Diwali foods any more. The festival of lights has been redefined as the festival of flash. It’s the season of excess and of parties, where all you need to worry about is which caterer or cook to call to deliver sealed pots of biryani—everyone’s favourite after-cards food.
Traditionally, of course, Diwali foods have been much more than just party foods. However, as the festival has made its transition from being a celebration within an essentially agrarian society to becoming the shopping extravaganza that it is today, many of these foods and food traditions have got lost. Kheel-batashe belong to that league of lost foods that we hardly ever see any more, at least in the cities.
Kheel (a form of puffed rice) and batashe (sugar confections) were typically part of Diwali festivities on the main day of the Lakshmi Puja. Food rituals around festivals are often symbolic. The charms stirred into Christmas puddings were meant to ensure prosperity in the households. Similarly, newly-harvested rice in the form of the rough, unflattened kheel was put at the altar in the Hindu universe, before lit diyas, to promot efood security for the entire household in the months to come.The Kharif harvest that is marked by Diwali, brings in both paddy and sugarcane on to our tables in many parts of the Subcontinent. Rice and sugar thus are the two main ingredients that you find in so many traditional Diwali eats. There’s the rice kheer made on the last day of the five-day fest—on bhai duj, a festival more ancient than “rakhi”. And there used to be the likes of the now almost lost anarse, a typical Diwali sweet from northern India, made with rice flour, ghee, sugar and seasme seeds. I haven’t come across a home frying these up in a while.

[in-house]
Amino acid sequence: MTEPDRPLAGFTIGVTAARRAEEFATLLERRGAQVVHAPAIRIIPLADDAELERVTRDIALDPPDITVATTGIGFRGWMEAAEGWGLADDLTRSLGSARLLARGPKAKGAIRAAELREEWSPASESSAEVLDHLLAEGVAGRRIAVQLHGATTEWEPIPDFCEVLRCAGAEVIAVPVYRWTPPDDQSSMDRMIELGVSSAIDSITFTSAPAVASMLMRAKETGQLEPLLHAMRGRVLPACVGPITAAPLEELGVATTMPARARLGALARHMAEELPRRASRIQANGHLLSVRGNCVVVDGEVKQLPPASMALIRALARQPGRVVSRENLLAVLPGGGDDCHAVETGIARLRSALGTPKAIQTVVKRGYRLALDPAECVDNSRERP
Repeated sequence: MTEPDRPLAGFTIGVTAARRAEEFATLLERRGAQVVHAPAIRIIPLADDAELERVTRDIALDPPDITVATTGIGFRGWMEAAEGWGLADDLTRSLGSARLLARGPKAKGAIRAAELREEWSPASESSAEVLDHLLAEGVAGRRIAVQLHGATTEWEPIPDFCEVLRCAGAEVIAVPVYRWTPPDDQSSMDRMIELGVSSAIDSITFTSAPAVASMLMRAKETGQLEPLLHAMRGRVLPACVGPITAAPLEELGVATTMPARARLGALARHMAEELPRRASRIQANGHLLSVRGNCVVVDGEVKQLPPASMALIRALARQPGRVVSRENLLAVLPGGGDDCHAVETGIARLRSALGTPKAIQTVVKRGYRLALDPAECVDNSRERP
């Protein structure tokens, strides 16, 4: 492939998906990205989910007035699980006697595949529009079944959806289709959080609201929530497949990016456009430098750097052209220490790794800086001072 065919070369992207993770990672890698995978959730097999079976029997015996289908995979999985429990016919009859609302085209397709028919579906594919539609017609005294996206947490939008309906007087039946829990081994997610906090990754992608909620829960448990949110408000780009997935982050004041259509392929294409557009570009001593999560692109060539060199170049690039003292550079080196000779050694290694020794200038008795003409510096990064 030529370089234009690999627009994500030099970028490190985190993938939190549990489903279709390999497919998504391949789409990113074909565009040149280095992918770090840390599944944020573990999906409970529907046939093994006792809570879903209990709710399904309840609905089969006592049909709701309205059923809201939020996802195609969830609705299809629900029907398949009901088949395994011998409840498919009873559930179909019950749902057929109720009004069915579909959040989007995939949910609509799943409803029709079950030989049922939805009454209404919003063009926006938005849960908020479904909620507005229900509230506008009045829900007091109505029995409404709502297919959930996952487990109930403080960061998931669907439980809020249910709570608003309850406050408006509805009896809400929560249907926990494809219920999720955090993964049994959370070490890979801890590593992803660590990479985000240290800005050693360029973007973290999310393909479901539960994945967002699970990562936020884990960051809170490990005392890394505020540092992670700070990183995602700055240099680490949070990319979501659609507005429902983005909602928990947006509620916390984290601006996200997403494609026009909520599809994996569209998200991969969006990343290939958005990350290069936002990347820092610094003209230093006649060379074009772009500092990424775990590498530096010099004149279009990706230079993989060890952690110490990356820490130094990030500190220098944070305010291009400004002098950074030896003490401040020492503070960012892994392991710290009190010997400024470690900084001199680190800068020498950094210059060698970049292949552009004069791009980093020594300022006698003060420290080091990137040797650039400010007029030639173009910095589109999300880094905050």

A variety of rice based snacks would also be made this time of the year—the munchies made from dried rice powder stored away for future use. Ricepapads and kachri were common crisps in so many parts of the country before the advent of packaged potato chips and fryuums. These would often be made in homes months before Diwali, sun-drying on sheets on the terrace. With the advent of winter, it was natural for people to want some fried comfort and these were the go-to snacks.
Pinni, a flaky confection from the hills, particularly Nepal, is a sort of mathri but where the maida is layered with rice flour as well. Painstaking to make but utterly sophisticated, this is a traditional Diwali snack too that may soon find a place in the growing tribe of lost recipes of the Subcontinent. In Old Delhi homes, another form of special mathris would be made this time of the year—Deewale, called that because you pressed down on the dough with your thumb to make an impression shaped like a diya.
The other ingredient that dominated Diwali snacks and sweets all over the country was chickpea flour, or besan. Heavier than wheat or rice and thought to give warmth to the body, besan was cooked with ghee to give us many warming, winter foods—from laddoos to besan ke sev, thin noodle-like fried snacks. The Farsi poori from Gujarat layers besan with wheat flour. While the puran poli from Maharashtra, another traditional Diwali food, has it stuffed inside the folds.
Diwali, of course, is not just about lights. The five-day festival has so many myths woven into its fabric. Govardhan Pooja—celebrating the story of Krishna lifting up the mountain to preserve life threatened by Indra’s wrath and incessant rains—is the fourth day of the festival. This is also called annakoot, a day marked by a feast prepared from all the new vegetables and fruits of the season. It was common practice about two generations ago to get a few hundred grams of all the greens, veggies one could find in the market that morning and to make a dish out of these. The dish, like the festival, was called annakoot too and was a festive offering , symbolising the bounty of the land in the months to come. A new year had begun, with new and fresh tastes.
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I wonder if anyone remembers traditional